In Chicago, Illinois, Wal-Mart doesn’t need a weatherman to know which way the winds blow. On February 6, 2009, Sprawl-Busters reported that Wal-Mart wanted to increase its one-store presence in the windy city. But stiff political winds are likely to continue to blow the company off course. In May of 2008, Wal-Mart decided to abandon efforts to locate a store on the South Side of Chicago. The corporation said it was “turning its attention to a backup plan of opening stores just outside city limits.” Chicago Mayor Richard Daley had reportedly advised Wal-Mart that he didn’t want controversial headlines about big box battles in his city while his Administration pursues an effort to host the 2016 Olympics in Chicago. That decision won’t be made by the Olympic Committee until the fall of 2009. If true, that put a strangle hold on any Wal-Mart projects in the short-term. In March of 2008, city officials denied Wal-Mart’s request to build a 150,000 s.f. store in the huge Chatham Market project, which spreads out over 50 acres on the site of a former steel plant, with a total of 418,000 s.f. of retail space. Chicago’s Planning Commissioner notified Archon, an Irving, Texas-based developer that Wal-Mart would not be allowed to open at Chatham Market as proposed. Despite this history, rumors about Wal-Mart’s renewed interest in Chicago began surfacing again last month. After losing its battle at the Chatham site, Archon, which is owned by the Goldman Sachs Group, put Wal-Mart’s piece of the southside property up for sale, hunting for a new, and less-controversial anchor. In Chicago, the issue was not over zoning, but over wages. The Chicago City Council passed a “living wage” ordinance, but on September 19, 2006, Mayor Daley vetoed the legislation, which would have forced large corporations to pay a “living wage” to its workers. The City Council voted 31-to-18 to override his veto, coming just 3 votes short of the necessary two-thirds needed to override. The ordinance would have set minimum pay and benefit levels for any major retailer with a store 90,000 s.f. or larger. Wal-Mart issued a press release just after the vote which said: “We will open our first store in the city on Chicago’s west side later this month. This store will show what a great asset Wal-Mart can be to the community, as an employer and corporate citizen, and as an affordable resource for thousands of Chicago’s working families.” It never worked out that way. Wal-Mart had hoped to open 20 stores in the city. Thus far they have opened only one 142,000 s.f. discount store on the west side of the city — and only after a very contentious political debate. The battle goes back to August of 2004, when Wal-Mart pulled out of its effort to build a store on the south side of Chicago. The company cited its concern over the living wage bill as the issue. “It’s not about a living-wage issue,” a Wal-Mart spokesman said at the time. “It’s about an ordinance that singles out just some — not all — businesses in Chicago. We wanted to defer the discussion until we got a better sense of how this big-box thing was going. We’re just not comfortable committing considerable capital investment to a site when we don’t know if we’re going to be able to operate in Chicago. The developer, rather than extending our contract, decided to go ahead with the [zoning] vote. It’s not our call. The project is going ahead without us.” But Wal-Mart never gave up on its south side dreams. In February, 2009, the Chicago media ran stories that said Wal-Mart was preparing a ‘new push’ for as many as 5 new stores in Chicago. Chicago Alderman Howard Brookins, who has long supported a Wal-Mart in his ward, said the retailer wants to build its next store in his district, the 21st Ward on Chicago’s South Side. Two other potential stores would also be located in the 20th and 34th wards, which are also on the South Side. But this week, according to Crain’s Chicago Business, most Chicago Aldermen remain opposed to Wal-Mart, and Mayor Daley has asked Brookins to hold off on pushing a new store. Crain’s quoted one Alderman as saying Wal-Mart “would be welcome to come to Chicago if they gave their workers the right, if they so desire, to organize. We are simply asking them for that level of fairness.” Crain’s says that Alderman Brookins has drafted legislation that would take away power to approve the store from the city’s Community Development Commission, and give to the City Council, but the Mayor has told Brookins he needs to have enough votes to overcome a Mayoral veto — which Brookins is not likely to have. That’s because over time, at least half a dozen of the Aldermen who supported Wal-Mart in 2006 have losted their seats. “I can’t imagine with the sensitivity around the Olympics proposal that this is a debate that some within the administration and City Hall would want to have,” Jerry Morrison, executive director of the Service Employees International Union’s Illinois council, told Crain’s. But Wal-Mart continues to push its voodoo economics claim that big box retail stores will help the city financially by generating sales taxes. Unfortunately, what the company fails to reveal is that most of that sales tax comes from replacing existing merchants who are generating that same sales tax now — and paying their people a better wage. A Wal-Mart spokesman downplayed the company’s involvement in the backroom dealing over their future in Chicago. “We are evaluating all projects on a case-by-case basis,” Wal-Mart said in written statement, “and balancing the city’s current political and economic climate as we work to bring new locations to our Chicagoland customers.” But a big wind threatens to blow their plans right out of Chicagoland.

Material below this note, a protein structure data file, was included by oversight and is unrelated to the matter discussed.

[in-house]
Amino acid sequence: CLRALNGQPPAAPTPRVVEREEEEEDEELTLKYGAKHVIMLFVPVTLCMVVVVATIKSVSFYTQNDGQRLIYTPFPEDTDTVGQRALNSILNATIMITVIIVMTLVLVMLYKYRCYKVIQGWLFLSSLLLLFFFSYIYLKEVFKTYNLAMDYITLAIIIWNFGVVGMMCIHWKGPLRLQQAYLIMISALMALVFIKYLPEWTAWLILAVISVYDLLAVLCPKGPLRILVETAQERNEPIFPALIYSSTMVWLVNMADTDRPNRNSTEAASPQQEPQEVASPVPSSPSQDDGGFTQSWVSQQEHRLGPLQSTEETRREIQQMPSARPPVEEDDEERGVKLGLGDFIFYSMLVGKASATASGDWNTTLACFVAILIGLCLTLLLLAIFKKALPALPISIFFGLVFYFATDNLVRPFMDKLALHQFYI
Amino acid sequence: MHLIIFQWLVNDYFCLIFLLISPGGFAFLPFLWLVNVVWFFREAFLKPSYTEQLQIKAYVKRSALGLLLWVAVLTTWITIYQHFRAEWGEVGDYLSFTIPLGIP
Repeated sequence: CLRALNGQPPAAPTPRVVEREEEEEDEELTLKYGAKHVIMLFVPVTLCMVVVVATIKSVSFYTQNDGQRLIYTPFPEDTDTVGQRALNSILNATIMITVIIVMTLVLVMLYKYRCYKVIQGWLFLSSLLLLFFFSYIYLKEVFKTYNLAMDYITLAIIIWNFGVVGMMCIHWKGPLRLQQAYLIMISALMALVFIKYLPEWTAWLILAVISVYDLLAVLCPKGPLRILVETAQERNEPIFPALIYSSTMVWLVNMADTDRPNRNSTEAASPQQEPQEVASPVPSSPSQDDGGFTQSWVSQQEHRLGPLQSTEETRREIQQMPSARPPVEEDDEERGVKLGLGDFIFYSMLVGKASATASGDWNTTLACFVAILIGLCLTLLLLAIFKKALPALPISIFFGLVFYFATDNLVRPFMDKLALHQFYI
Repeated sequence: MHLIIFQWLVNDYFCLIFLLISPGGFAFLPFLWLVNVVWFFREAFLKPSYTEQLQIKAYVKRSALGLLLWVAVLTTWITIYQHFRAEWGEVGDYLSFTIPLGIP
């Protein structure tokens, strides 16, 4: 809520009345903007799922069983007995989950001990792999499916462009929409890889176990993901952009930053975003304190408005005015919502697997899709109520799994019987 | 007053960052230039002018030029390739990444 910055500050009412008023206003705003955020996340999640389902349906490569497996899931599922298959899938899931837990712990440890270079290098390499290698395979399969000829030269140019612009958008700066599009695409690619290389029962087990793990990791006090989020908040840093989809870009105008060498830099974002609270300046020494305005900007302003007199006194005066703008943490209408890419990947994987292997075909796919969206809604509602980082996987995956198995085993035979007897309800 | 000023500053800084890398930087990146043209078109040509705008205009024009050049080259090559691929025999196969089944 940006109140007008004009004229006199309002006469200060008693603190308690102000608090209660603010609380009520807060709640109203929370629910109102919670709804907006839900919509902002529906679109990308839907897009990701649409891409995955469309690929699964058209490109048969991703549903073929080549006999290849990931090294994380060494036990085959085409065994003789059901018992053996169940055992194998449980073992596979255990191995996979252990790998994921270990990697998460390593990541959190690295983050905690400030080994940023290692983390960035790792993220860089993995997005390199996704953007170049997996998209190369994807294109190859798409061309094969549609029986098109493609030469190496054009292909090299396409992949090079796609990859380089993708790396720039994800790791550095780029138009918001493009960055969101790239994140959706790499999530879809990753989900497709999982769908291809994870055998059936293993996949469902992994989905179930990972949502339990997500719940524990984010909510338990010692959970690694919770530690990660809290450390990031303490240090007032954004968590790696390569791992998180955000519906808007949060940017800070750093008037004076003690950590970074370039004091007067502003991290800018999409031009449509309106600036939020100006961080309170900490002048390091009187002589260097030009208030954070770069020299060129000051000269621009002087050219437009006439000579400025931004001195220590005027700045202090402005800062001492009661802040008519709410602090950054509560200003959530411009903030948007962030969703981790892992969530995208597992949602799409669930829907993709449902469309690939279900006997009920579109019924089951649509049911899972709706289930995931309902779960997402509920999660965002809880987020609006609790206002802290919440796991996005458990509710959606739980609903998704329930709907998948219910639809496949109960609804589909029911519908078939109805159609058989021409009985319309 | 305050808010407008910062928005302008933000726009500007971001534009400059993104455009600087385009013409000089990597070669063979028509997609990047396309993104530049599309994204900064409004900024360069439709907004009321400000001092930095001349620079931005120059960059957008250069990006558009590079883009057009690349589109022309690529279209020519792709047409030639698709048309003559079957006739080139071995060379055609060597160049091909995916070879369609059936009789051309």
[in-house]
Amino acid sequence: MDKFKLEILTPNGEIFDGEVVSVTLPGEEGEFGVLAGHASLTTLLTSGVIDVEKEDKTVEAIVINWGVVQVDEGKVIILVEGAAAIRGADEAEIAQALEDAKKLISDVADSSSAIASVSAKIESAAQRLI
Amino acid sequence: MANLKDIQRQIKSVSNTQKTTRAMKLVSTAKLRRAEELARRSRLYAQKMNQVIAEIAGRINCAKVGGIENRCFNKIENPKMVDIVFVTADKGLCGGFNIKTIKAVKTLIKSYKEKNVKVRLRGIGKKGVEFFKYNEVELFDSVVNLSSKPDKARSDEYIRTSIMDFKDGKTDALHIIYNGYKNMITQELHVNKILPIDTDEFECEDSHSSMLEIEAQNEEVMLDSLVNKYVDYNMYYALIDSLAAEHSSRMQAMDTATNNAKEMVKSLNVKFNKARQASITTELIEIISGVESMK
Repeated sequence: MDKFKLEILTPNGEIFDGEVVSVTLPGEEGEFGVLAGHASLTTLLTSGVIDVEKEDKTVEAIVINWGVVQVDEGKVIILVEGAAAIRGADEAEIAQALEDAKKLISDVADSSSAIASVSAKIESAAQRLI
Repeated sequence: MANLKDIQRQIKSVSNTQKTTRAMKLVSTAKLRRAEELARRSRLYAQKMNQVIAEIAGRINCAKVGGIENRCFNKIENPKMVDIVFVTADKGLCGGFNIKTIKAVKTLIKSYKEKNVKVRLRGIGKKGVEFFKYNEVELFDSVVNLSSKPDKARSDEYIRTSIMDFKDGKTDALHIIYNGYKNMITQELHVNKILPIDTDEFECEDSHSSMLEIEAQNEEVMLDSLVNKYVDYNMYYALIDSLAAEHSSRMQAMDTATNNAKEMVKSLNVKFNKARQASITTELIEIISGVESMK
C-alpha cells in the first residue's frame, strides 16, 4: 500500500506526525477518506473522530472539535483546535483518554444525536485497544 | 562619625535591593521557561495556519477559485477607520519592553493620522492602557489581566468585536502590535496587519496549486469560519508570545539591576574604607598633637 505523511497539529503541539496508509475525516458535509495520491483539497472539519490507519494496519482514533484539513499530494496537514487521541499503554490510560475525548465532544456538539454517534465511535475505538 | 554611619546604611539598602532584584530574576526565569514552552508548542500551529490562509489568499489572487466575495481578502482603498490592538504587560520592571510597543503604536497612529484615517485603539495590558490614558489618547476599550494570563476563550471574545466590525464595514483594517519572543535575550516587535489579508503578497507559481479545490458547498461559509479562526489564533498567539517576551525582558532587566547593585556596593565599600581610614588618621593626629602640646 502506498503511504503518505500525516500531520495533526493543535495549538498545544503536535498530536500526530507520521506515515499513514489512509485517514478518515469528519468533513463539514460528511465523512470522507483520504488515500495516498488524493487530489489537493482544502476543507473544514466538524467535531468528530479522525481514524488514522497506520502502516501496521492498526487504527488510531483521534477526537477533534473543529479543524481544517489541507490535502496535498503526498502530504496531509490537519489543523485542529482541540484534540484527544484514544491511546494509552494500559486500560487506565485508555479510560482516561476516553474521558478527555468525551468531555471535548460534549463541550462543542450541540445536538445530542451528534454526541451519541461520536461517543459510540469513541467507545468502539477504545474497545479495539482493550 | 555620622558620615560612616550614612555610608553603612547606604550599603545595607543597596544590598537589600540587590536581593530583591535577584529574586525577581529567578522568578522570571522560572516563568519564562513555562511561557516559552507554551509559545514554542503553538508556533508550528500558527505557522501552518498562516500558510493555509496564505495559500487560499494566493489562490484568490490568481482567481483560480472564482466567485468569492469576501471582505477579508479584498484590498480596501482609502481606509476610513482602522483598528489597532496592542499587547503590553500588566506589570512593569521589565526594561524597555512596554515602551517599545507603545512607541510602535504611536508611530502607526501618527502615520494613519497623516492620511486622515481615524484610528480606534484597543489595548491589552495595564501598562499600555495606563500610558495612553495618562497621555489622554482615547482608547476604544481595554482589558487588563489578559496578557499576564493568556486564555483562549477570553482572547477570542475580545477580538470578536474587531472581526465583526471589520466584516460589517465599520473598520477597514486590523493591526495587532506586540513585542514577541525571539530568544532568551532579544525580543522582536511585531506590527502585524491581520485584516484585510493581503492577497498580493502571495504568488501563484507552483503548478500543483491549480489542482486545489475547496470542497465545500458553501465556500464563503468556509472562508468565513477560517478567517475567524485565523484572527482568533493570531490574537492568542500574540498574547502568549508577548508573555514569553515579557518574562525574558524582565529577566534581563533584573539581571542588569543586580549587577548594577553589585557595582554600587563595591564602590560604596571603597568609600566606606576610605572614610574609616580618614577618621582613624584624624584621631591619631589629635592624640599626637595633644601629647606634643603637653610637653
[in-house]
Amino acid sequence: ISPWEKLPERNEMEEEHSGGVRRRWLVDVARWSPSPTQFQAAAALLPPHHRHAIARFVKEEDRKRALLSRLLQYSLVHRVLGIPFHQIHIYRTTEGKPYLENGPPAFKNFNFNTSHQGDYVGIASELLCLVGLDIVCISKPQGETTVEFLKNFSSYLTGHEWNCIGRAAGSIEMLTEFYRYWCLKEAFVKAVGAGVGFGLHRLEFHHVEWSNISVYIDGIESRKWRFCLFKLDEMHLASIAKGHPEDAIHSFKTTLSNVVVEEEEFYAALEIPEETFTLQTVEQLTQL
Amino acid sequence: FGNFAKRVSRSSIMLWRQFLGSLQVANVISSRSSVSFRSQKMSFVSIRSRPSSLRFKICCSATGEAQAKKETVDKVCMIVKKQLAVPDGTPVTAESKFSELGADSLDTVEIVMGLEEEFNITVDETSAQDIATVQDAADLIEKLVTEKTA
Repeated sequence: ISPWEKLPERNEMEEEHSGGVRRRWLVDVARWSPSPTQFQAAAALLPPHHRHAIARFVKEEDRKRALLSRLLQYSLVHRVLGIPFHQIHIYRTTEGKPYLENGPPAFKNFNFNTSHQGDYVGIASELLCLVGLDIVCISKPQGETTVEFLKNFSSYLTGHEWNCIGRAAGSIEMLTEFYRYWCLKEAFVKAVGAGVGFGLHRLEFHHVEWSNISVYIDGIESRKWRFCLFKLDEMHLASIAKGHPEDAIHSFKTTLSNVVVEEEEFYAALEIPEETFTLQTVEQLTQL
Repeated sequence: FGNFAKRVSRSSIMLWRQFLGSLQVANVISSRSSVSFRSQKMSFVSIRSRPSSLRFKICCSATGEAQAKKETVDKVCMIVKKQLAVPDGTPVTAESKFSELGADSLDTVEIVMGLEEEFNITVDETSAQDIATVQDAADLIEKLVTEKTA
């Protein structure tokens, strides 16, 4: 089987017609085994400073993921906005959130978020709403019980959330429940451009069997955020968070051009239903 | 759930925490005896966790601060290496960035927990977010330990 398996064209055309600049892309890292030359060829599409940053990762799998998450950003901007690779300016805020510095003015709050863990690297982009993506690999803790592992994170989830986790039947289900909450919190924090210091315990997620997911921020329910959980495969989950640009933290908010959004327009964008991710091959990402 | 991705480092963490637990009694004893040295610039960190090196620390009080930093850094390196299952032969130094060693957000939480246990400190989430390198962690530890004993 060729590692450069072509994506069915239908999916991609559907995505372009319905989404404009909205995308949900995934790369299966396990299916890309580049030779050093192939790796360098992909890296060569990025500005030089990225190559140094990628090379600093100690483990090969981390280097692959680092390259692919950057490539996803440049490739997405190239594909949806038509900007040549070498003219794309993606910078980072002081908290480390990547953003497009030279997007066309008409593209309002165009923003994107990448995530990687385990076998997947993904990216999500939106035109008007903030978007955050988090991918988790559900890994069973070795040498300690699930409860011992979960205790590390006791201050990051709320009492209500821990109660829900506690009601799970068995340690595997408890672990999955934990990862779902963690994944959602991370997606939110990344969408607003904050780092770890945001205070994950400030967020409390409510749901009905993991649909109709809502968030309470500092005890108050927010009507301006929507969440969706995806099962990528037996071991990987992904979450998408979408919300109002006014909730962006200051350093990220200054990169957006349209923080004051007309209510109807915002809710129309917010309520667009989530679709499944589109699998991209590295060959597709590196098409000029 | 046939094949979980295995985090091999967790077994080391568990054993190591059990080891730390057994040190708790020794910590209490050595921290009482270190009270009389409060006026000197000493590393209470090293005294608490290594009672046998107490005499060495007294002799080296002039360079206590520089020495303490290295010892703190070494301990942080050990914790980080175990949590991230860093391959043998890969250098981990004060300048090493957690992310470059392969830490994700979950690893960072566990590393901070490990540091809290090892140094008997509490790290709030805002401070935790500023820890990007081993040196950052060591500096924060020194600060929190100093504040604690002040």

Once Wal-Mart realized their dreams of conquering the Chicago market were on hold, the company decided it would continue to place stores just outside the urban area. But the company lost a battle in Tinley Park, only 21 miles from downtown Chicago, and lost another location in St. Charles, Illinois, one hour west of the city. In addition to the Wal-Mart discount store on W. North Avenue in Chicago, the company has another 11 stores within 20 miles of Chicago, in Forest Park, Bedford Park, Niles (2), Evergreen Park, Hodgkins, Northlake, Bridgeview, Villa Park, Crestwood, and Mount Prospect. But none of these stores are supercenters, the company’s more profitable model. The retailer has targeted the communities of Calumet Park, Cicero and McCook. Its failed project in Tinley Park was a superstore. Lee Scott, Wal-Mart’s recently-departed CEO, announced in April, 2006 in Chicago, that Wal-Mart “has never been afraid to invest in communities that are overlooked by other retailers.” But the company’s efforts in cities like Los Angeles, Boston and New York have gone nowhere. “We are a store that wants to come in and invest in that community,” a Wal-Mart public affairs spokesperson told The Chicago Tribune last spring. But it will be difficult for Wal-Mart to break into the South Side, even though some politicians falsely believe such projects are job generators. Readers are urged to email Alderman Howard Brookins at: [email protected] with the following message: “Dear Alderman Brookins, I think you’ve got the right vision for the 21st ward — but the wrong focus. You correctly say that the goal should be ‘new development [and] the creation of employment opportunities.” But then you promote projects like a Wal-Mart supercenter — which does neither. A Wal-Mart on the South Side — or any side — of Chicago does not create “new” jobs. It represents old jobs in new aprons. It’s a form of transferred sales — since most of its sales will come from existing merchants in your ward. I know you have talked to many businessmen in your ward. They will tell you off the record that inviting Wal-Mart to the South Side is like inviting the cannibals to dinner. This is the company that had to vigorously deny reports that it was counseling its workers to vote against Barack Obama. This is the company that recently had to settle hundreds of wage and hour lawsuits brought by its own workers. Is this ‘new’ development and employment opportunity? How symbolic is it that Wal-Mart wanted to build at the Chatham Market, the site of an old steel plant? Wal-Mart adds no economic value to Chicago — because they make nothing, and what they sell others already carry. This is not the proud vision of a workforce in the 21st ward laboring at good wages, with good benefits. I urge you to focus on added value, on developing community-based economic development, and not chasing after national chain stores. The 21st ward does not need that kind of ‘new development.'”